The requirements of RLUIPA cannot fairly be said to amount to government advancement of religion through the government’s own activities or influence. RLUIPA seeks to remove only the most substantial burdens States impose upon prisoners’ religious rights, while giving States’ penological interests due consideration. The statute does not promote religious indoctrination, nor does it guarantee prisoners unfettered religious rights, and not every challenge under RLUIPA will be deemed valid.4


Because the enactment of RLUIPA does not exalt belief over nonbelief, the statute also does not create rights for religious inmates that do not exist for non-religious inmates. The DOC argues that RLUIPA is problematic because its “accommodation” of religious property somehow increases the overall quantity of personal property that inmates are entitled to possess. RLUIPA, however, does not unnecessarily extend the limit the DOC imposes on the amount of religious property an inmate can possess in his cell. We see nothing in the statute’s provisions prohibiting the DOC from requiring the removal of a non-religious item should an inmate wish to possess a religious item to which RLUIPA entitles him. And, we sincerely doubt that courts will increase exponentially the amount of religious property to which inmates are entitled by virtue of RLUIPA’s protections (thereby mandating the State to allow prisoners to exceed any limit on personal property) in light of States’ interests in maintaining order and security. It happens in this case, however, that the DOC appeals only the district court’s determination as to the constitutionality of RLUIPA, ignoring how the court resolved the merits of Charles’ claim for prayer oil.


Accordingly, we find that Congress did not violate the Establishment Clause of the First Amendment by its enactment of RLUIPA. There being no independent constitutional bar to the statute, it remains a valid exercise of Congress’ Spending Clause authority, and the district court’s decision to award summary judgment in favor of Charles on his prayer oil claim under RLUIPA is AFFIRMED.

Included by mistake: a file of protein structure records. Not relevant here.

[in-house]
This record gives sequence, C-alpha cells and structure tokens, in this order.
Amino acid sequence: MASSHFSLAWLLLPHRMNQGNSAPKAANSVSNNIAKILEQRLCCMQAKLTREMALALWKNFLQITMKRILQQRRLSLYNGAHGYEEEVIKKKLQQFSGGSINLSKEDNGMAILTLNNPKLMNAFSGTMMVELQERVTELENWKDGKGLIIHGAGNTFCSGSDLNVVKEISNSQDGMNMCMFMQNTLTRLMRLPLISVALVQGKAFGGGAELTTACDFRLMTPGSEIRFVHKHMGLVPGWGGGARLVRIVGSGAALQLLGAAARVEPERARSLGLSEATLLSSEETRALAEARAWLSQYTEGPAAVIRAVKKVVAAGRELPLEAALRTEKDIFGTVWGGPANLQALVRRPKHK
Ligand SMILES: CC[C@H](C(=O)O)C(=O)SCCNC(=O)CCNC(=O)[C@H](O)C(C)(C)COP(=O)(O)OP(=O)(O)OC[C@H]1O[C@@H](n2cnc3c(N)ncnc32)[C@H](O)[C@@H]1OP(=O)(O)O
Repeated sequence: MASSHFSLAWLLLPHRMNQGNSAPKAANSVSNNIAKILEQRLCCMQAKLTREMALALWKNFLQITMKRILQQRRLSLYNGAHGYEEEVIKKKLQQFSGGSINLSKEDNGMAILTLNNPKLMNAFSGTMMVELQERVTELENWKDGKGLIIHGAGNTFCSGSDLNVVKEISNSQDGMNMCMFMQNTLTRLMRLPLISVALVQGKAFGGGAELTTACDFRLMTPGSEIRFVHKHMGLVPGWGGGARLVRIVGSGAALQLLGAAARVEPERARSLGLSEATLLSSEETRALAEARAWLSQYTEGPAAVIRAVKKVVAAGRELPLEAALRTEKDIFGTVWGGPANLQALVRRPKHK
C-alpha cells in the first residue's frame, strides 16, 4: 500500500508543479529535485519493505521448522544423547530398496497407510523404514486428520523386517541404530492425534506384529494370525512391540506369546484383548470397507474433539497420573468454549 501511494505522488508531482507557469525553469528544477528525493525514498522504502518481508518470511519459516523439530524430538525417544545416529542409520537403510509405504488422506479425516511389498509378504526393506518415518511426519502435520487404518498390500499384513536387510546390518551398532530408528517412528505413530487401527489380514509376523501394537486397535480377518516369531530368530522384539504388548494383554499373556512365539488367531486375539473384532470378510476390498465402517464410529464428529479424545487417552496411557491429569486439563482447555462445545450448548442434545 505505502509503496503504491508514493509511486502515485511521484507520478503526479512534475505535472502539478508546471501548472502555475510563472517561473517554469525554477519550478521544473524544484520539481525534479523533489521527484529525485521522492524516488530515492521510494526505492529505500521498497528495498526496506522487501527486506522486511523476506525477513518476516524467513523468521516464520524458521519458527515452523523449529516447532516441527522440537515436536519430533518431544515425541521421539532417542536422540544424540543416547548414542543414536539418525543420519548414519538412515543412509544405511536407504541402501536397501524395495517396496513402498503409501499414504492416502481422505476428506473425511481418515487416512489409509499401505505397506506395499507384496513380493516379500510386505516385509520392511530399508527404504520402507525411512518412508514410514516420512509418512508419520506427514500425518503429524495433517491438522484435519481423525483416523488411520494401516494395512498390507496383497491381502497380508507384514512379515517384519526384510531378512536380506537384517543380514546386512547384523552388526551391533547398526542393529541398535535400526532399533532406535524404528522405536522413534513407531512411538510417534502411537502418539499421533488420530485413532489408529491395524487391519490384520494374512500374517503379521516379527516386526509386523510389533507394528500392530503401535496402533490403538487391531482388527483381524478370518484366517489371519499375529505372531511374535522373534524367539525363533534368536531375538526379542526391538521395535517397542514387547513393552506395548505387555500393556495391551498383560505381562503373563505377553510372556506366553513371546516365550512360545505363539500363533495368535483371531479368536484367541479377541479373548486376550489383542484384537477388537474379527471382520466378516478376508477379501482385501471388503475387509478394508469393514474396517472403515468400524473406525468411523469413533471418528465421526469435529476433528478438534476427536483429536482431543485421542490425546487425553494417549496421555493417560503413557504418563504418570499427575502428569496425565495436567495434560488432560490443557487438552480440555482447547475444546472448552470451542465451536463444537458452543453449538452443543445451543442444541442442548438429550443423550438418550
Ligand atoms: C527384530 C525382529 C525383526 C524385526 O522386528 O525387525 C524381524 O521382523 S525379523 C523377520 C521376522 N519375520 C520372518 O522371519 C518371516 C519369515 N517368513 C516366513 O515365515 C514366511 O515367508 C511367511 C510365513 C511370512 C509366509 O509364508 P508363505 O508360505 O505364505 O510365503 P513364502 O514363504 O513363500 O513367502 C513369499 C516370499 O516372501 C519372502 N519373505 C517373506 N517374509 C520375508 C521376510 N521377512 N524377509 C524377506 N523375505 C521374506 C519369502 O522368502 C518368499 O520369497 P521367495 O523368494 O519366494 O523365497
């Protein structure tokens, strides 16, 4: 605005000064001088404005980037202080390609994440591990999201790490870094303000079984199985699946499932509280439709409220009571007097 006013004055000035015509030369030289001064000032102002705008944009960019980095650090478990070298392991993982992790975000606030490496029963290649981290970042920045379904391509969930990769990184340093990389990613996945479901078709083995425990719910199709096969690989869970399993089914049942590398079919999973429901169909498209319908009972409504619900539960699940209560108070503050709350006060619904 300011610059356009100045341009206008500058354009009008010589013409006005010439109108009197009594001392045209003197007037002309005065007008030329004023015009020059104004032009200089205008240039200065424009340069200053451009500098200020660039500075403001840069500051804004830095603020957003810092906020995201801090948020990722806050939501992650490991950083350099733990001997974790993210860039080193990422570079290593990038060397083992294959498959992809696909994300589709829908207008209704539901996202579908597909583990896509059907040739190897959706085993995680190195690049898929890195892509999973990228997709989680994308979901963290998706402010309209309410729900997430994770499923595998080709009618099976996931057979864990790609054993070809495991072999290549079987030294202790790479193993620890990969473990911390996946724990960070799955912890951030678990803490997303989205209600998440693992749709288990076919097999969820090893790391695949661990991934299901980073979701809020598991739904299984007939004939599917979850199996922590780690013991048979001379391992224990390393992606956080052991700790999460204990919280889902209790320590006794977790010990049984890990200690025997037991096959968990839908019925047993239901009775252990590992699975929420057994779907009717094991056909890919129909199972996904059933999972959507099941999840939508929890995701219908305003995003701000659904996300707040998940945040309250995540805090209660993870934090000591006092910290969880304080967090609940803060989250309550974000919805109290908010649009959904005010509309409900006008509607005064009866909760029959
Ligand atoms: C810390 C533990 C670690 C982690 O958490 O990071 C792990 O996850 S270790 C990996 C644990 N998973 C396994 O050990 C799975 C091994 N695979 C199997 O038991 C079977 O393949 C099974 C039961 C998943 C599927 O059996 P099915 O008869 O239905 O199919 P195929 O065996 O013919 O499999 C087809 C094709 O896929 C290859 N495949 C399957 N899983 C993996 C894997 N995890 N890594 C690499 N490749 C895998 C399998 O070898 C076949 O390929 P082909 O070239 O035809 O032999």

Apart from its religious implications, this strikes us as a good thing for all involved in the prison setting?or indeed, anywhere else


The DOC claims that severe overcrowding and a quadrupling of the State’s prison population over the last twenty years, forcing approximately 4,000 inmates to be placed in out-of-state contract bed facilities, contributes to the difficulties of prison management and necessitates streamlined procedures for handling things such as inmates’ personal property. Hence, the DOC revised IMPs # 6 and # 6A


We further note, though no party mentioned this fact, that the DOC admitted to sending approximately 4,000 of its inmates to out-of-state facilities because of overcrowding. The DOC does not contend, nor would we expect, that IMPs # 6 and # 6A do not apply to these inmates simply because they are housed out of the state. That fact, in our view, lends validity to RLUIPA’s constitutionality under the Commerce Clause in this case. The DOC certainly engages in interstate commerce to properly handle the requests for religious and other personal property from inmates housed outside Wisconsin


In fact, Charles’ claim that the DOC violated RLUIPA by allowing him to celebrate only one religious feast per year was rejected by the district court because the court found that, although the restriction created a substantial burden to Charles’ religious rights, allowing only one feast for each “umbrella religion group” was the least restrictive means of furthering the compelling interest for prison order and security; a decision Charles does not appeal to this Court